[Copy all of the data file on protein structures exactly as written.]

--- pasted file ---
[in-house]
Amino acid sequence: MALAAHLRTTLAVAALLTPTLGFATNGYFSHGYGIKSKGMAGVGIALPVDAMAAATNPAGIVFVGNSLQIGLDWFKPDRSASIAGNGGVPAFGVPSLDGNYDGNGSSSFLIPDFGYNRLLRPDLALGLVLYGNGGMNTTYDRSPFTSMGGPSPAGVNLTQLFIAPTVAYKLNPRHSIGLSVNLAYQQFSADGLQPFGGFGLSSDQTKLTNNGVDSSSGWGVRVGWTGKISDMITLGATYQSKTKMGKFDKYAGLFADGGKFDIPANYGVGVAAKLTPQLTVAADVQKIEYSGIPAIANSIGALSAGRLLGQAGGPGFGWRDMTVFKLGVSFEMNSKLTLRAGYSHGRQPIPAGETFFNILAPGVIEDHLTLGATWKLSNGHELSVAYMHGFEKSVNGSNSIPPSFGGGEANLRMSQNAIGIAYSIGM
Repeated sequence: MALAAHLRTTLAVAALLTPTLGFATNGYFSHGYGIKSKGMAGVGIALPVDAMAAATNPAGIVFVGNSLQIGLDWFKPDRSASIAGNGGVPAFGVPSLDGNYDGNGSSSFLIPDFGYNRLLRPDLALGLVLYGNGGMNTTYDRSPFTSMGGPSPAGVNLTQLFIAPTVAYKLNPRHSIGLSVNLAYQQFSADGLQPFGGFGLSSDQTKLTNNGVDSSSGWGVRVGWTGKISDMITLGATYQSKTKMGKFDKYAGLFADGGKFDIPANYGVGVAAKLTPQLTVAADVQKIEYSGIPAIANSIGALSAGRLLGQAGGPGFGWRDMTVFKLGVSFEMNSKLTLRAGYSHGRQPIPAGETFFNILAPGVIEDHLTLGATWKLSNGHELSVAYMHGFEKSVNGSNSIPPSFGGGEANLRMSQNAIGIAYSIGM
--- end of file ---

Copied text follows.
[in-house]
Amino acid sequence: MALAAHLRTTLAVAALLTPTLGFATNGYFSHGYGIKSKGMAGVGIALPVDAMAAATNPAGIVFVGNSLQIGLDWFKPDRSASIAGNGGVPAFGVPSLDGNYDGNGSSSFLIPDFGYNRLLRPDLALGLVLYGNGGMNTTYDRSPFTSMGGPSPAGVNLTQLFIAPTVAYKLNPRHSIGLSVNLAYQQFSADGLQPFGGFGLSSDQTKLTNNGVDSSSGWGVRVGWTGKISDMITLGATYQSKTKMGKFDKYAGLFADGGKFDIPANYGVGVAAKLTPQLTVAADVQKIEYSGIPAIANSIGALSAGRLLGQAGGPGFGWRDMTVFKLGVSFEMNSKLTLRAGYSHGRQPIPAGETFFNILAPGVIEDHLTLGATWKLSNGHELSVAYMHGFEKSVNGSNSIPPSFGGGEANLRMSQNAIGIAYSIGM
Repeated sequence: MALAAHLRTTLAVAALLTPTLGFATNGYFSHGYGIKSKGMAGVGIALPVDAMAAATNPAGIVFVGNSLQIGLDWFKPDRSASIAGNGGVPAFGVPSLDGNYDGNGSSSFLIPDFGYNRLLRPDLALGLVLYGNGGMNTTYDRSPFTSMGGPSPAGVNLTQLFIAPTVAYKLNPRHSIGLSVNLAYQQFSADGLQPFGGFGLSSDQTKLTNNGVDSSSGWGVRVGWTGKISDMITLGATYQSKTKMGKFDKYAGLFADGGKFDIPANYGVGVAAKLTPQLTVAADVQKIEYSGIPAIANSIGALSAGRLLGQAGGPGFGWRDMTVFKLGVSFEMNSKLTLRAGYSHGRQPIPAGETFFNILAPGVIEDHLTLGATWKLSNGHELSVAYMHGFEKSVNGSNSIPPSFGGGEANLRMSQNAIGIAYSIGM